“Spring forward, fall back.” It’s that day again.
The daylight savings time thing got a smart enhancement this year when they postponed the turning back of the clocks to today. It allowed the trick-or-treaters another hour of daylight last night, and made things safer for all those excited little pedestrians running around the streets in the evening hours. (I noticed last night that ninjas seem to be “in” for Halloween this year. Black clad in the dark, scampering across streets…sigh. And I didn’t see a one of the little ninjas wearing the usual light-stick around their neck. Doesn’t go with the ninja costume, I guess.)
I dunno who came up with the idea of changing flashlight batteries and especially smoke alarm batteries at time change, but it made excellent sense and has probably saved lives. I’ll be doing that today. (As noted in an earlier blog entry, flashlight batteries can be expensive, especially the modern lithium type, but not being good-to-go in fast breaking emergencies is MORE expensive.)
As a gun person, I extend the concept a little and on “spring forward, fall back” days also change out the magazines in my autoloading firearms. For instance, the standard “load-out” for a duty pistol is three magazines, one in the gun and two on the uniform belt, so I try to keep at least six mags on hand for any auto pistol I use regularly. When I change the clocks and the batteries, I’ll also unload the carry mags that have been full up, and “let ‘em rest” until the next time change. The ones that have had their springs at rest will be filled up and put into the “carry rotation.” A good way to keep track of them is with a tiny spot of white or yellow paint on the floorplates, yellow for summer and white denoting winter.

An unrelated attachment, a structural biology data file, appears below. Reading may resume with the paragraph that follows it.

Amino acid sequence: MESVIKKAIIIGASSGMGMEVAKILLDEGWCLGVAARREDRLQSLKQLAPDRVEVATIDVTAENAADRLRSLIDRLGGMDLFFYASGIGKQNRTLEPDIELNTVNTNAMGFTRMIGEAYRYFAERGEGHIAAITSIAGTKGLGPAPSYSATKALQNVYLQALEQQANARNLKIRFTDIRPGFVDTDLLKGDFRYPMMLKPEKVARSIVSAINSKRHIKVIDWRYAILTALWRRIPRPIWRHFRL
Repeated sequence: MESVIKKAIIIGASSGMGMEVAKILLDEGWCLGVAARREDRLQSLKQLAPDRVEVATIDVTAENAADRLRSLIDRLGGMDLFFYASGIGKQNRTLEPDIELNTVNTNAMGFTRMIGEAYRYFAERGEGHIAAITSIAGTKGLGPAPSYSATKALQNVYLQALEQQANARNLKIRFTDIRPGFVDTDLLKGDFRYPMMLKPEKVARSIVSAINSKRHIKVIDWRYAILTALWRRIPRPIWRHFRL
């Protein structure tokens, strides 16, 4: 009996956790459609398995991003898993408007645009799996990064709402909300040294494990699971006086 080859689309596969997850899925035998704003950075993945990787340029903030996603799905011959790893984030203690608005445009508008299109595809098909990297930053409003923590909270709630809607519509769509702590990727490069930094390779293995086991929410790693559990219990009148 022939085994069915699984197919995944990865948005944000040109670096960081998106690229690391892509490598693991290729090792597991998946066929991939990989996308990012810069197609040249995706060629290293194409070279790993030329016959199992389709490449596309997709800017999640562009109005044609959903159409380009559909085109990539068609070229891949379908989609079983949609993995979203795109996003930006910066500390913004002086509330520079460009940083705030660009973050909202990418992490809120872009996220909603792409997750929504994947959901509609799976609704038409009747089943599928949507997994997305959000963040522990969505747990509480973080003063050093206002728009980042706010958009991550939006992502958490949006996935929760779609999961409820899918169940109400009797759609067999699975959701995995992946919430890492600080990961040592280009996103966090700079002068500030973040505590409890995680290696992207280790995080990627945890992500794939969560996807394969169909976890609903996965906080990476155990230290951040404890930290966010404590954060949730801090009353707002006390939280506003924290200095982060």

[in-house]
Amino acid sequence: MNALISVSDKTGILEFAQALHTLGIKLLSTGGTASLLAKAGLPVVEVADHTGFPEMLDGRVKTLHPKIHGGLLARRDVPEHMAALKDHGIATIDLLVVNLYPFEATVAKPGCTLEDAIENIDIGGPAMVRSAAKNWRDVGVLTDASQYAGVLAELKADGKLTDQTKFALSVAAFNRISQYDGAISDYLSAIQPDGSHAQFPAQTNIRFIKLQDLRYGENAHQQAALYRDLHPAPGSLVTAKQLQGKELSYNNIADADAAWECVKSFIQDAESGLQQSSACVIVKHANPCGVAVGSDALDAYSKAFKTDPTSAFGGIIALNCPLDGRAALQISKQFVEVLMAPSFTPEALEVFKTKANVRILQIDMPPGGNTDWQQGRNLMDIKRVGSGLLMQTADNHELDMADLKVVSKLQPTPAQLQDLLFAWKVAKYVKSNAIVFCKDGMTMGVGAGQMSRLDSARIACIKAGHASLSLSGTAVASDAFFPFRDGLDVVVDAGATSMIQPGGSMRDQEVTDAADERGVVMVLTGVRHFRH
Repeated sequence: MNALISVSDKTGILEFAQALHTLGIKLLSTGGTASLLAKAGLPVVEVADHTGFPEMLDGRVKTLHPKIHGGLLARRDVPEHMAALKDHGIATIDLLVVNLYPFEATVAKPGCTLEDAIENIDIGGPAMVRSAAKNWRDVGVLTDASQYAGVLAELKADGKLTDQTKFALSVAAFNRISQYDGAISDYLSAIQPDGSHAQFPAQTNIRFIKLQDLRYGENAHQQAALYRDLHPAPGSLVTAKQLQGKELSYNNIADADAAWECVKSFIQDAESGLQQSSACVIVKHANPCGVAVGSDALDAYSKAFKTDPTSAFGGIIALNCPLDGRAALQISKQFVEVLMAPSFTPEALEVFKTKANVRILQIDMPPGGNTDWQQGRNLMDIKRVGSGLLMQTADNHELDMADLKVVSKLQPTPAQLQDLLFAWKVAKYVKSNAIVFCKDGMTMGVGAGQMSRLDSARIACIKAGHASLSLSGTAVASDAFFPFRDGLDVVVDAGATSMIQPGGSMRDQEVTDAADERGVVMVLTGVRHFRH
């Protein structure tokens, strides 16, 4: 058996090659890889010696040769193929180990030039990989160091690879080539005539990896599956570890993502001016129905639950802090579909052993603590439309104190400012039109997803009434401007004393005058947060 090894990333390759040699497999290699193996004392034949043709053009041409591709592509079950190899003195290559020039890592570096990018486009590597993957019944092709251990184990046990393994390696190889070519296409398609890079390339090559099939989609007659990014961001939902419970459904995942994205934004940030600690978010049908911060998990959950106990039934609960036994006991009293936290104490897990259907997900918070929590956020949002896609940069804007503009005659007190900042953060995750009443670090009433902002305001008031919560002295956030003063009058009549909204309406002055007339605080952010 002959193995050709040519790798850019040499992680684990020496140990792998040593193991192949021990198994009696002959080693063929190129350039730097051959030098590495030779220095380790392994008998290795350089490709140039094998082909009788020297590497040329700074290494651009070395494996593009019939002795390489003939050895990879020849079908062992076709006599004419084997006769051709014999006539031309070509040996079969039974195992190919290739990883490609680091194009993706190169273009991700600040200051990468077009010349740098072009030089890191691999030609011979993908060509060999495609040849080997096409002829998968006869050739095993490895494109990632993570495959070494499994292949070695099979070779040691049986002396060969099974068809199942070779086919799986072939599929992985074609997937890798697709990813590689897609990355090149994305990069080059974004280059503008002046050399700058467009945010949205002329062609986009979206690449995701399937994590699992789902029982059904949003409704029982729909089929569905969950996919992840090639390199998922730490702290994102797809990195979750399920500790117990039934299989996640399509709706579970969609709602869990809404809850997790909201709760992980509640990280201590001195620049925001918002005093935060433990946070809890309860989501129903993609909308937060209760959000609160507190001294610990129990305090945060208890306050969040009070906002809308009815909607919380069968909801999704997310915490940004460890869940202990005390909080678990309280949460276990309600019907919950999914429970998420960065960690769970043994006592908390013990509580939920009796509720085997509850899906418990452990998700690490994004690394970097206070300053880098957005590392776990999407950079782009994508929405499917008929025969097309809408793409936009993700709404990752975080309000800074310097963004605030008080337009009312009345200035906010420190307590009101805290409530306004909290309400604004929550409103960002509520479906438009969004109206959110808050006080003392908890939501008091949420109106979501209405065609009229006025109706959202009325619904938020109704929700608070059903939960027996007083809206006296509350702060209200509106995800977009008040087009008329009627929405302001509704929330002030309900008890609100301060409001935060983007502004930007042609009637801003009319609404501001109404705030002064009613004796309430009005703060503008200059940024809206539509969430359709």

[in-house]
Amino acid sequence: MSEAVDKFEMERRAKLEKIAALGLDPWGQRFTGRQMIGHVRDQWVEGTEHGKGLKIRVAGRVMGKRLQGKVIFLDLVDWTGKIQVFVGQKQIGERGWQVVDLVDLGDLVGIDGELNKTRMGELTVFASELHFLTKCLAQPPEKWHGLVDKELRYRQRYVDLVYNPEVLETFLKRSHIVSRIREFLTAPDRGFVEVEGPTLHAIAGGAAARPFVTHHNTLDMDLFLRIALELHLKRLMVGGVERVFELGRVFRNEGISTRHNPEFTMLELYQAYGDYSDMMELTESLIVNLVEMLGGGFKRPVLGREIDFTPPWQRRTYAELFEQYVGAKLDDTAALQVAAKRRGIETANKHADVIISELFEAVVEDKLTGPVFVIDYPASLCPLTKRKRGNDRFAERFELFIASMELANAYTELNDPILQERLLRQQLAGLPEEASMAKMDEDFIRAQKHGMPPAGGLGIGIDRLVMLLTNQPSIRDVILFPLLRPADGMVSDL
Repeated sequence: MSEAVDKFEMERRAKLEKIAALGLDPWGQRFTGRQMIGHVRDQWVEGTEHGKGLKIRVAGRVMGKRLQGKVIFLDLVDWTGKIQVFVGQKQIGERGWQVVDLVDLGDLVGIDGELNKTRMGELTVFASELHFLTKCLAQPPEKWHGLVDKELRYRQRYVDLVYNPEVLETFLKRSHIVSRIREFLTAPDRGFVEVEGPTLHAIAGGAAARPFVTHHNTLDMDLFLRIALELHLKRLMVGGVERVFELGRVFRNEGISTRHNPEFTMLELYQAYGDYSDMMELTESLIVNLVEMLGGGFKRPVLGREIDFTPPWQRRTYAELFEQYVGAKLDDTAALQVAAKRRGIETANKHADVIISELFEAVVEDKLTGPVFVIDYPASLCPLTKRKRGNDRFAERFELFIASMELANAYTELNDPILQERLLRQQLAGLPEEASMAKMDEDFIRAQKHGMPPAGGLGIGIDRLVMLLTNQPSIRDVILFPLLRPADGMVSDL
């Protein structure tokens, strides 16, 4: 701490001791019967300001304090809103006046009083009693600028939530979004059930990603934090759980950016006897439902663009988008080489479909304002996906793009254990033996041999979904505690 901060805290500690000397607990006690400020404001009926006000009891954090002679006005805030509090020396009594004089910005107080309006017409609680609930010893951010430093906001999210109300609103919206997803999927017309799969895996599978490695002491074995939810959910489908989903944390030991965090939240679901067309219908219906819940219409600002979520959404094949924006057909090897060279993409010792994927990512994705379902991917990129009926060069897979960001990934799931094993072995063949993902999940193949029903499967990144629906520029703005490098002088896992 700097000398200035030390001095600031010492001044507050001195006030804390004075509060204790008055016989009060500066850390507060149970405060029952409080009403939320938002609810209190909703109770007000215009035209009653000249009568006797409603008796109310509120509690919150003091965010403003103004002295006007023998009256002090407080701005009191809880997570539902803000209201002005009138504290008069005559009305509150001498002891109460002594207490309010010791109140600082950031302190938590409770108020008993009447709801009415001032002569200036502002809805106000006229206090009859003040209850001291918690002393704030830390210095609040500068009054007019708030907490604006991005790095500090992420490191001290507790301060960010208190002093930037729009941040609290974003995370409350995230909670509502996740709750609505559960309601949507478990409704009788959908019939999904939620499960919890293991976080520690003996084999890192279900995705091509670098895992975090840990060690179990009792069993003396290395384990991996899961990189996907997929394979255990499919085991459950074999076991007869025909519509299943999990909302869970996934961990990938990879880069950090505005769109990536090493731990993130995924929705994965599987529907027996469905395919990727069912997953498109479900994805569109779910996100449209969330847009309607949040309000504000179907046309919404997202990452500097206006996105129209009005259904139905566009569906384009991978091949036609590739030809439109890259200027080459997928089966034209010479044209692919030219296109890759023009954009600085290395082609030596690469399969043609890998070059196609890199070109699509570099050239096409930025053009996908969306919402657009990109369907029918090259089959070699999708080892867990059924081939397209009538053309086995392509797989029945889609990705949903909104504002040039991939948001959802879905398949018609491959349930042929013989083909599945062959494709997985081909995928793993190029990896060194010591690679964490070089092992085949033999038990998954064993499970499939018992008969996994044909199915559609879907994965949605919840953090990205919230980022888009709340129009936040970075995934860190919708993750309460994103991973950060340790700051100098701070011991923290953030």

I’ve heard many engineers say that this isn’t necessary, and that they learned in metallurgy class that it’s flexion of the springs caused by action and use that wears them out, and they’re not under stress when compressed. Well, I ain’t never been to metallurgy class, and can’t speak to that. However, there are other studies that say otherwise, and tell us that being constantly under maximum pressure can cause magazine springs to “take a set,” resulting in them being too weak to keep doing their job when the cartridge reservoir in the magazine has been reduced by firing, and the tired spring has to keep pushing them up. Mike Izumi is one who has studied this, and he holds several aerospace patents. When guys who are literally rocket scientists talk about this, I tend to listen. In his avocation as a part-time cop and firearms instructor, Mike determined that it was a good idea not only to rotate full and empty magazines, but to store the full ones a cartridge or two down from full capacity to lighten their load, and top them off only when he was “taking them to work.”
Maybe it’s a belt-and-suspenders approach, but that kind of caution is what firearms are all about.